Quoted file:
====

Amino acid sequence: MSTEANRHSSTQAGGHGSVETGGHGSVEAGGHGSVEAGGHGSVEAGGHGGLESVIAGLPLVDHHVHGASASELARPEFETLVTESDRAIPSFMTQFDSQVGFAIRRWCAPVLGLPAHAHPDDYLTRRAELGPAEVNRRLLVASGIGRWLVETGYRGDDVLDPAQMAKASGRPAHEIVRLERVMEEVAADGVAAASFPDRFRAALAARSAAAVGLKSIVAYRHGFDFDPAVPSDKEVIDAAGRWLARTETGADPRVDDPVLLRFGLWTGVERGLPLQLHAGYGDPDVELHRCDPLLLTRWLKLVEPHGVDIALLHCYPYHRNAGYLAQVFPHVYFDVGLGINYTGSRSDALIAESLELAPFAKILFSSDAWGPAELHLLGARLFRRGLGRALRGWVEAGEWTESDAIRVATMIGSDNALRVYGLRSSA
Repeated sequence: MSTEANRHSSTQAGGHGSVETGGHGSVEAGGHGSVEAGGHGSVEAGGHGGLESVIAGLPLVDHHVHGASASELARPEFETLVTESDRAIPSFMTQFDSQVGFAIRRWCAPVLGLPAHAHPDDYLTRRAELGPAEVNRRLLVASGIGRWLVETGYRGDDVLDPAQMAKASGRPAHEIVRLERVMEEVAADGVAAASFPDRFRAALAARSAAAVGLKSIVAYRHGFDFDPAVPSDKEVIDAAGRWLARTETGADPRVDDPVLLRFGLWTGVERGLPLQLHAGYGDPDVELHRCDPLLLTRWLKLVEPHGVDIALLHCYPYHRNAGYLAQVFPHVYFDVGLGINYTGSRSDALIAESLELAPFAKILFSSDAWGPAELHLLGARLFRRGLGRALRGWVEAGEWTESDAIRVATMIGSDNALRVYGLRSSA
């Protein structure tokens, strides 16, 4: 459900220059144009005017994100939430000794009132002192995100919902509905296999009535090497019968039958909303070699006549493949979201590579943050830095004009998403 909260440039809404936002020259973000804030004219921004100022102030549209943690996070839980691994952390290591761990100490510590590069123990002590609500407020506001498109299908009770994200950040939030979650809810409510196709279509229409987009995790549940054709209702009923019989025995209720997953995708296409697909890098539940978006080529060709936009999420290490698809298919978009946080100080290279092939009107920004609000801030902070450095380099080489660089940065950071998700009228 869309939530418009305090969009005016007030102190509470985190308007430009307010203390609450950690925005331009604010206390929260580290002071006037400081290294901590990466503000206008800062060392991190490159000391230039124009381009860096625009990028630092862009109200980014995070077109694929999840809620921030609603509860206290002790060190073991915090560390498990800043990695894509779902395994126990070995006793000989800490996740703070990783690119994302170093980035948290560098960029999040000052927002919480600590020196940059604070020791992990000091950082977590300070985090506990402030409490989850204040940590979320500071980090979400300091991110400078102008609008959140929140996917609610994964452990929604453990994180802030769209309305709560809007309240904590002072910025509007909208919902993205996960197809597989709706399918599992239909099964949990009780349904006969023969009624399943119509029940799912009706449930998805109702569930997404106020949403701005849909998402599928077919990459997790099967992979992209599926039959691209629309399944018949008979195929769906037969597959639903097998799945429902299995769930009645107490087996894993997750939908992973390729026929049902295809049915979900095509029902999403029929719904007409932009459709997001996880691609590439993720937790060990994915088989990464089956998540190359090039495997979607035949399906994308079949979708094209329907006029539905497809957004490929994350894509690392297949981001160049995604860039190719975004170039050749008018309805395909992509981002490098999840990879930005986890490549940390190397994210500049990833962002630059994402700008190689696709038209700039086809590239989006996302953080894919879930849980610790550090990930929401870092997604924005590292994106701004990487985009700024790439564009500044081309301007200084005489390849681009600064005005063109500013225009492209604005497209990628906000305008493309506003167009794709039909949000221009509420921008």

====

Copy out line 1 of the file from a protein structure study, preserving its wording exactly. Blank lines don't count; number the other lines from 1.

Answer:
Amino acid sequence: MSTEANRHSSTQAGGHGSVETGGHGSVEAGGHGSVEAGGHGSVEAGGHGGLESVIAGLPLVDHHVHGASASELARPEFETLVTESDRAIPSFMTQFDSQVGFAIRRWCAPVLGLPAHAHPDDYLTRRAELGPAEVNRRLLVASGIGRWLVETGYRGDDVLDPAQMAKASGRPAHEIVRLERVMEEVAADGVAAASFPDRFRAALAARSAAAVGLKSIVAYRHGFDFDPAVPSDKEVIDAAGRWLARTETGADPRVDDPVLLRFGLWTGVERGLPLQLHAGYGDPDVELHRCDPLLLTRWLKLVEPHGVDIALLHCYPYHRNAGYLAQVFPHVYFDVGLGINYTGSRSDALIAESLELAPFAKILFSSDAWGPAELHLLGARLFRRGLGRALRGWVEAGEWTESDAIRVATMIGSDNALRVYGLRSSA